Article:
Opinion | McCarthy may regret kicking Schiff off House Intelligence Committee


It tells you much about the priorities of Speaker Kevin McCarthy (R-Calif.) that he has seated serial fabulist George Santos (R-N.Y.) on multiple House committees while removing Rep. Adam B. Schiff (D-Calif.) from the Intelligence panel he led the past four years.

The full House would have to vote if Mr. McCarthy forges ahead with plans to expel Rep. Ilhan Omar (D-Minn.) from the Foreign Affairs Committee, but the speaker has the power to unilaterally block members from the Intelligence panel. Just because Mr. McCarthy has the power, however, doesn’t mean he should have used it.

This is payback for votes two years ago by the Democratic-led House to remove Reps. Marjorie Taylor Greene (R-Ga.) and Paul A. Gosar (R-Ariz.) from their committees. The Editorial Board didn’t endorse that effort at the time because we feared this sort of tit-for-tat cycle. But there are significant differences — starting with the fact that some Republicans joined Democrats in voting to strip Ms. Greene and Mr. Gosar of their assignments. No Democrat has expressed support for this.

Moreover, both of the Republicans had at least implicitly encouraged political violence: Mr. Gosar posted an animated video depicting the murder of Rep. Alexandria Ocasio-Cortez (D-N.Y.). Ms. Greene claimed on social media that deadly school shootings were staged and favorited posts calling for the execution of Democratic leaders and federal agents. Last month, Ms. Greene boasted that she and former Trump aide Stephen K. Bannon would have succeeded if they had organized the storming of the Capitol on Jan. 6, 2021. “We would have won,” she said. “Not to mention, we would’ve been armed.” (She subsequently called this sarcasm.) Both Ms. Greene and Mr. Gosar received coveted slots on the House Oversight and Accountability Committee this year.

Mr. McCarthy accuses Mr. Schiff of hyping evidence related to Russian interactions with Donald Trump’s 2016 campaign and not being forthright about his knowledge of the identity of the whistleblower who filed the complaint, later substantiated, that led to Mr. Trump’s impeachment for shaking down Ukraine. The speaker justified removing Rep. Eric Swalwell (D-Calif.) from the same committee by suggesting he was compromised by a Chinese intelligence operative, but fact-checkers say there is no evidence Mr. Swalwell did anything wrong.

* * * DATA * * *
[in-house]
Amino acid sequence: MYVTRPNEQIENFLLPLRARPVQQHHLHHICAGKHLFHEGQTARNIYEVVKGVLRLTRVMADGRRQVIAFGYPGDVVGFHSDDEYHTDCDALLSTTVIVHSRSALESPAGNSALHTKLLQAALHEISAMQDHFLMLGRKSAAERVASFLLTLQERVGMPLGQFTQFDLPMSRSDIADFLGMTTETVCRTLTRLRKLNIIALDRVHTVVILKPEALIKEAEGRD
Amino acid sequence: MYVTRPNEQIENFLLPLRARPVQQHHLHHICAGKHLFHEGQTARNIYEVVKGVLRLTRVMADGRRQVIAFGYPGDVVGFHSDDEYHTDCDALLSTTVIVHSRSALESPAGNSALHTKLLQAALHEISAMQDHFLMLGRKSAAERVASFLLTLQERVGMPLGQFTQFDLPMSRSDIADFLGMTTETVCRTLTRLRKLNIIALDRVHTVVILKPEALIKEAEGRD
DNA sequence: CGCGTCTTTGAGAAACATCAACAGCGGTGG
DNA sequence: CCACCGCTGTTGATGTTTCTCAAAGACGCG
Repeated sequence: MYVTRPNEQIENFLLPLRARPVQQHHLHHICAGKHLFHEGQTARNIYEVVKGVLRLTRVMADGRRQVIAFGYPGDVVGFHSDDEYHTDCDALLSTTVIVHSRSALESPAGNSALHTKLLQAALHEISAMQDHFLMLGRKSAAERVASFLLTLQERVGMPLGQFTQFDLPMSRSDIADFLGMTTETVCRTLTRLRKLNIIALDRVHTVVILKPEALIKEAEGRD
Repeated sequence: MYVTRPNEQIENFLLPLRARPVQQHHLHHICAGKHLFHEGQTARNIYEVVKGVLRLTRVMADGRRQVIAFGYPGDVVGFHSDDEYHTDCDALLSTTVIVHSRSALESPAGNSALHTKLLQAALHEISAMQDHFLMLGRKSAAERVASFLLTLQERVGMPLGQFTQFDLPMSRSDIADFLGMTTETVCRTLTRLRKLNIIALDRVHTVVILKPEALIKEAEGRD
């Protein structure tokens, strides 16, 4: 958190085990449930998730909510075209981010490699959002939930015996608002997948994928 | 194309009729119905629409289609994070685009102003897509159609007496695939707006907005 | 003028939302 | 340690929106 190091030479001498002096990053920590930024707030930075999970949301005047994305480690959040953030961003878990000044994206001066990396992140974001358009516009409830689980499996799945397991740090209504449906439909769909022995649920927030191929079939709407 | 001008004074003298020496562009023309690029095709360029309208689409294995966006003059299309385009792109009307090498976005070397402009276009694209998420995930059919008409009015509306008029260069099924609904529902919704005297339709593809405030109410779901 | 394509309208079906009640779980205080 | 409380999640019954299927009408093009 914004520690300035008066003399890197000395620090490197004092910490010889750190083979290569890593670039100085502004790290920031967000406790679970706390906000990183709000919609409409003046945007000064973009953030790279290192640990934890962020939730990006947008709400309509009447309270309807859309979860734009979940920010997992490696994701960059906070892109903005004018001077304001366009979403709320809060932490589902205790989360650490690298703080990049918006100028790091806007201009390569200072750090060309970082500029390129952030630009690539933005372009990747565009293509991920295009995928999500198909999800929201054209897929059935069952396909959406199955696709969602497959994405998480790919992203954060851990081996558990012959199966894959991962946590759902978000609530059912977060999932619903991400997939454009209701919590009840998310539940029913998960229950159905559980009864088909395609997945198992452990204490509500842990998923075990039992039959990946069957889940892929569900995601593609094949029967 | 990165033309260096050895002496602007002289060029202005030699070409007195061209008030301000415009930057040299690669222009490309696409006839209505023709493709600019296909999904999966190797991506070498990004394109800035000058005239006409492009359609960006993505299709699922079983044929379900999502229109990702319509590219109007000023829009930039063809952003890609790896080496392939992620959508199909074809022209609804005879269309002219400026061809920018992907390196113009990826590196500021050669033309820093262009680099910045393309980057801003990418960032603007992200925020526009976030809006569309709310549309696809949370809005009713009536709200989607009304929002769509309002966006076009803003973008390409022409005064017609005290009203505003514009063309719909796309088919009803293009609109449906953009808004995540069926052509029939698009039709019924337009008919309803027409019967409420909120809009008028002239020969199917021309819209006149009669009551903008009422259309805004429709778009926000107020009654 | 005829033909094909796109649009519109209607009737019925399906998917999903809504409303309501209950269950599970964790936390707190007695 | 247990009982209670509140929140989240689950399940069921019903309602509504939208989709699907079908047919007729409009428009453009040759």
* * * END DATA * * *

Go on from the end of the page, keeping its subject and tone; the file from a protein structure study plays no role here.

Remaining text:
We suspect the real reason Republicans are going after Mr. Schiff is that he has been so effective. Then-Speaker Nancy Pelosi (D-Calif.) had such confidence in Mr. Schiff that she made him — not the chairman of the Judiciary Committee — the point person on the first of Mr. Trump’s impeachments. He also performed valuable service as a member of the select committee that investigated the insurrection.

If Sen. Dianne Feinstein (D-Calif.) retires as many expect in 2024, Mr. Schiff appears likely to run for Senate. We expect that Mr. McCarthy’s pettiness will redound to the political benefit of his fellow Californian. He may have laid the groundwork for Mr. Schiff to succeed Ms. Feinstein not only as a senator but also in a leading role on the Senate Intelligence Committee.

The Post’s View | About the Editorial Board

Editorials represent the views of The Post as an institution, as determined through debate among members of the Editorial Board, based in the Opinions section and separate from the newsroom.

Members of the Editorial Board and areas of focus: Opinion Editor David Shipley; Deputy Opinion Editor Karen Tumulty; Associate Opinion Editor Stephen Stromberg (national politics and policy, legal affairs, energy, the environment, health care); Lee Hockstader (European affairs, based in Paris); David E. Hoffman (global public health); James Hohmann (domestic policy and electoral politics, including the White House, Congress and governors); Charles Lane (foreign affairs, national security, international economics); Heather Long (economics); Associate Editor Ruth Marcus; and Molly Roberts (technology and society).

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